Female pattern hair loss - sometimes referred to as androgenetic alopecia - is a very common condition. It mostly affects women after menopause. However, females are now experiencing it at a much younger age. It can be very traumatic for those of us who experience it - after all, our hair makes us feel feminine and beautiful, so losing it can be stressful.
Let us have a look at few important things which we can keep in mind and try to save our precious locks from falling -
Hormones are a few of the most essential and influential chemical messengers of our body. They are secreted by endocrine glands and are passed through the bloodstream, to tissues and organs where they affect the way the body functions. A minimal shift or imbalance of hormones would usually lead to remarkable changes in the body as a whole and hair growth. Hormonal issues are general causes of hair loss in female as well as male.
Although hormonal imbalance is commonly experienced by women during menopause, perimenopause, pregnancy, or with endocrine disorders like polycystic ovarian syndrome (PCOS), females are prone to losing more hair then males.
Poor nutrition is one of the commonest reasons for hair loss, especially in India. Iron deficiency (anemia) tops the list and is followed by protein deficiency. Improper absorption of the nutrients can also lead to poor nutrition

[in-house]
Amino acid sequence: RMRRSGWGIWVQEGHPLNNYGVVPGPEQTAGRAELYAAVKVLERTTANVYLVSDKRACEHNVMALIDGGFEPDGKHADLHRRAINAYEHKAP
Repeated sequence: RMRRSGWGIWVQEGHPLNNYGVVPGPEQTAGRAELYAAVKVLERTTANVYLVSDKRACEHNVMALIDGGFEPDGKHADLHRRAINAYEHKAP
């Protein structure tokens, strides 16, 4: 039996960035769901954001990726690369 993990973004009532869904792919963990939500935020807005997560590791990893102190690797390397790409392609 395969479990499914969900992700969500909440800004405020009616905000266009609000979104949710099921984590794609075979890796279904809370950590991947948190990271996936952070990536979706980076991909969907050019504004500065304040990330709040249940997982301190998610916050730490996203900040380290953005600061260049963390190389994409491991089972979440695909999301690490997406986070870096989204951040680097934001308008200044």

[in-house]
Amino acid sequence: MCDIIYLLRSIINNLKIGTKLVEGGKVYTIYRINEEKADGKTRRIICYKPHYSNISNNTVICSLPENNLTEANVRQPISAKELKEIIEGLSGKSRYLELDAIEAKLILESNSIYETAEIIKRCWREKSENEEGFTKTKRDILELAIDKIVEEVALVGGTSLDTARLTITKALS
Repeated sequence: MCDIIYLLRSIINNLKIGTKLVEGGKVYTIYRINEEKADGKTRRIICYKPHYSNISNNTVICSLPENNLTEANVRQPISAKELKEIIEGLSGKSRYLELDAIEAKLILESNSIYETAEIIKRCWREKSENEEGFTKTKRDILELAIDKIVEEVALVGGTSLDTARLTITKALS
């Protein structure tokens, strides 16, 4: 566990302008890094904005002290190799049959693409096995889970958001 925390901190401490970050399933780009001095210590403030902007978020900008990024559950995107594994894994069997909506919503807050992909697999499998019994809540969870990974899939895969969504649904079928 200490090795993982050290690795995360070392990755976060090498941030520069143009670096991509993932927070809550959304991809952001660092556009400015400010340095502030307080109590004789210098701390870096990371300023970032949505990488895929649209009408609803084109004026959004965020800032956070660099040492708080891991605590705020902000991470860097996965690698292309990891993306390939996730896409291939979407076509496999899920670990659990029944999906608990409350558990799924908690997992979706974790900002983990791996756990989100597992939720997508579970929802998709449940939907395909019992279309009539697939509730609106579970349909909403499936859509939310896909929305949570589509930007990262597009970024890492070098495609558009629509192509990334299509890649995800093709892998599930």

Excessive dieting especially mono dieting, which involves completely avoiding a particular type of food group, causes a disturbance in the balance of protein, carbohydrates and fat, leading to hair loss. Also, smoking negatively influences the micro-circulation of the scalp leading to increased hair loss.
Therefore, quitting certain bad habits and adding essential nutrients to your diet can help you reverse hair loss.
Health of your hair and scalp provides insightful cues about a host of latent disorders, much before a clinical diagnosis is established. Hair loss is directly related to mind and body wellness. It could be indicative of conditions like heart diseases, diabetes, thyroid, and autoimmune diseases. In women, hair loss can indicate ovarian cysts, or polycystic ovarian syndrome (PCOS). Hair loss can also indicate iron deficiency i.e. anaemia. It affects nearly 60 per cent of Indian women. A bout of flu or fever, such as malaria, can also lead to hair loss.
The effect of stress on hair loss has been known for a long time. While it is natural to lose about 50-100 strands of hair each day, there is a reason for us to worry when our hair seems thin or it falls more than usual or falls in clumps or small bald patches appear.
Stress triggered hair loss is generally short-term or temporary. Once the stress factor is reduced, there is often re-growth, although the process can take up to six months or more, provided no stressor exists. Chronic stress can cause substantial damage to your hair sometimes leading to permanent female baldness.
Dying or coloring your hair regularly can cause the hair to become brittle and to fall out. Extensions can also weaken the hair, and can contribute towards traction alopecia because of how the hair is being pulled and weighed down. If you wear hair extensions, try not to do so on a frequent basis; it's important to give your hair freedom to move and to grow.
Hair should be washed regularly to keep it clean and healthy. Using conditioner can also be effective, but make sure you apply it to the hair shafts and not the scalp in order to make the hair softer.